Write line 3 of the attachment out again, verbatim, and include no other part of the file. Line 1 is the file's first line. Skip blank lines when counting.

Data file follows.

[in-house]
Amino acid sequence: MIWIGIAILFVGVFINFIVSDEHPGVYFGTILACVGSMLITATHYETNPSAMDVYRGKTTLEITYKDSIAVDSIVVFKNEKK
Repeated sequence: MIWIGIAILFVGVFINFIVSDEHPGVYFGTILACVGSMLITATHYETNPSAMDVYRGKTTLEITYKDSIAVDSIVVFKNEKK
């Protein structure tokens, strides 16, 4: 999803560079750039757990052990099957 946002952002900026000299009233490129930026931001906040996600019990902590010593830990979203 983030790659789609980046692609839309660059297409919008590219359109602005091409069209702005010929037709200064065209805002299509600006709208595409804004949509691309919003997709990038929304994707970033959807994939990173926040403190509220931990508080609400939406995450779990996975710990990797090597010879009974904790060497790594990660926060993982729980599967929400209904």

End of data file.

Repeated sequence: MIWIGIAILFVGVFINFIVSDEHPGVYFGTILACVGSMLITATHYETNPSAMDVYRGKTTLEITYKDSIAVDSIVVFKNEKK